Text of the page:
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"Square and Compasses: Freemasonry in New Zealand" delves into the rich history, symbolism and community roles of the invitation-only, charitable but confidential society.
The exhibition consists of furniture, ceremonial objects and clothing and interpretive text.
It began touring eight South Island venues early last year, with space allocated for local lodges to contribute displays, which the active Arrowtown and Queenstown lodges have done.
A DVD tells the stories of the restoration of the lodge of Arrow Kilwinning No 86 last year.
Lodge secretary Bob Russell, of Queenstown, said he was surprised by the exhibition and learned a few things.
"I thought it was pretty interesting," the lodge member of 44 years said.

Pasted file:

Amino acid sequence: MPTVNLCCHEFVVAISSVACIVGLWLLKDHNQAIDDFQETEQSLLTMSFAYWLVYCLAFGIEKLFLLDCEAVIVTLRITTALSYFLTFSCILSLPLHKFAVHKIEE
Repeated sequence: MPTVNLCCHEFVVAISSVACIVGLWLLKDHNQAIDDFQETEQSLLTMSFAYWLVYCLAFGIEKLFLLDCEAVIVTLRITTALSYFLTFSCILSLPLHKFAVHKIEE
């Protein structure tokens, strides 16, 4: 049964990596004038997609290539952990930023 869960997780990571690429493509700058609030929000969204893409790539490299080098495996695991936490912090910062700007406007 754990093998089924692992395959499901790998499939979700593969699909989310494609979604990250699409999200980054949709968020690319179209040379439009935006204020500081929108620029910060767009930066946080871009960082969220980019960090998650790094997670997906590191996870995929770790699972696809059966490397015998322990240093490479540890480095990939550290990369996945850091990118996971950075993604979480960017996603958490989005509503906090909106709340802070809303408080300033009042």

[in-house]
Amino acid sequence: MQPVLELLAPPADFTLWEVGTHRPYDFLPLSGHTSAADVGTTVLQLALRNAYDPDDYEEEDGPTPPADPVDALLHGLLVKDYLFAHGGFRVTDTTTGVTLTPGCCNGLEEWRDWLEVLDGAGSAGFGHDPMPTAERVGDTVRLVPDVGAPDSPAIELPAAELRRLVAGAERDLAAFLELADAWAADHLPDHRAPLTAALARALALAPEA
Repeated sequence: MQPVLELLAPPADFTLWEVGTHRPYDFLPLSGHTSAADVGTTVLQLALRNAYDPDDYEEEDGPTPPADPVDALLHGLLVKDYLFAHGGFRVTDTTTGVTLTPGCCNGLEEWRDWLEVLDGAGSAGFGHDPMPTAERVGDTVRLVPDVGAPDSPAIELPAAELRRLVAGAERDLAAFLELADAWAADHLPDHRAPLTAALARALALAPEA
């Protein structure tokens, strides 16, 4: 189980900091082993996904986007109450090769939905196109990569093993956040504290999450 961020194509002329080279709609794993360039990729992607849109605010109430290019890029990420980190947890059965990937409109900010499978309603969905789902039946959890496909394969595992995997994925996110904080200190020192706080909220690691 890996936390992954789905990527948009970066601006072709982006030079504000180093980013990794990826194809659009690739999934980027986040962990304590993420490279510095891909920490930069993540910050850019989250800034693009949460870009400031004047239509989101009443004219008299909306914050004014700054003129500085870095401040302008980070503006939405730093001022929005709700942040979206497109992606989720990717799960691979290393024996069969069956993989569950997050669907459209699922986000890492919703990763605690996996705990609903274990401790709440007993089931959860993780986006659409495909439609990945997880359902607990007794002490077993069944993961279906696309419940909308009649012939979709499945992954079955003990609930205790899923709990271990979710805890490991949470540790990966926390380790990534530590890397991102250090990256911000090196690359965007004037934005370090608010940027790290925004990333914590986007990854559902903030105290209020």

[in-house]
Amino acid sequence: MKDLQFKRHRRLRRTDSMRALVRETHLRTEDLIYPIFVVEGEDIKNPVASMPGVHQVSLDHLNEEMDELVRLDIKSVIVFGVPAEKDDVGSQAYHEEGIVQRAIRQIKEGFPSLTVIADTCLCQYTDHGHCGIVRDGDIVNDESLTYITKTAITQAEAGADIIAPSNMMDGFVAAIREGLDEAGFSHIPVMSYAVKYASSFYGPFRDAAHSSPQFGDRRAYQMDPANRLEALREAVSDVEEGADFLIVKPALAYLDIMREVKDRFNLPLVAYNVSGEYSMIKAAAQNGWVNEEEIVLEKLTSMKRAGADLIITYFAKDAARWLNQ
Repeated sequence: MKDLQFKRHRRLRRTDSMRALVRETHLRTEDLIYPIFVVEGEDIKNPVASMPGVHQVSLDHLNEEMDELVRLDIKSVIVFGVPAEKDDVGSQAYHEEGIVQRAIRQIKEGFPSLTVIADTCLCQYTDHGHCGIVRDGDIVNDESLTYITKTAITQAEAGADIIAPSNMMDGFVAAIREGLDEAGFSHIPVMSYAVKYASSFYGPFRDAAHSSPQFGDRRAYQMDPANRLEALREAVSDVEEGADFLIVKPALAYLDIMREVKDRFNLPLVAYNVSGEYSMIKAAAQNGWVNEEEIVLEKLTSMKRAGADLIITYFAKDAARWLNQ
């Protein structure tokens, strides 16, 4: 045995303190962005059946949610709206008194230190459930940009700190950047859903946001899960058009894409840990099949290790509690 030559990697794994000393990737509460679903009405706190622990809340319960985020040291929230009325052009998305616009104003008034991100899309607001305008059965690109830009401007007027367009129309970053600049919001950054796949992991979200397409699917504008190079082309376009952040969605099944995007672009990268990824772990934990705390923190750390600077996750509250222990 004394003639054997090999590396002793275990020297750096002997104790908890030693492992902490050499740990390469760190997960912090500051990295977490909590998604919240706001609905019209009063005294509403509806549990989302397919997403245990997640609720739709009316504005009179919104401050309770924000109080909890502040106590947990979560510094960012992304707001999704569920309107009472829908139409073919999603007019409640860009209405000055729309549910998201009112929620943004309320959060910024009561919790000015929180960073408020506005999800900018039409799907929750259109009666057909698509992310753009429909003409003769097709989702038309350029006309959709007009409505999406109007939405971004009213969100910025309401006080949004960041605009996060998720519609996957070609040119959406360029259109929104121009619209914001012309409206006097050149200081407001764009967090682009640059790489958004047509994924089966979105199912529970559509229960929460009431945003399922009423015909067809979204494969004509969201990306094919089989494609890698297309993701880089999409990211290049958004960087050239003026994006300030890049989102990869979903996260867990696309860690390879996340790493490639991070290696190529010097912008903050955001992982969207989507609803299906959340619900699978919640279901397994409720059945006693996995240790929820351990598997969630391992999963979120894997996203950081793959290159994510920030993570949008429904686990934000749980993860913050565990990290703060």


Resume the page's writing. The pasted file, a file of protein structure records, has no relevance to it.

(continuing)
"The DVD is as much a history of Arrowtown as the lodge building."
Museum director David Clarke said Freemasonry travelled the globe with European settlers.
Lodge membership was an early form of insurance for workers and their families, which continued today.
"In the case of the Wakatipu and the wider Central Otago, lodges were some of the first buildings built and the Freemasons were among the first groups of citizens to meet in an organised way to improve the community they lived in.
Many of the lodge members were also the first civic leaders."
The exhibition runs until November 28.
Entry is by gold coin donation.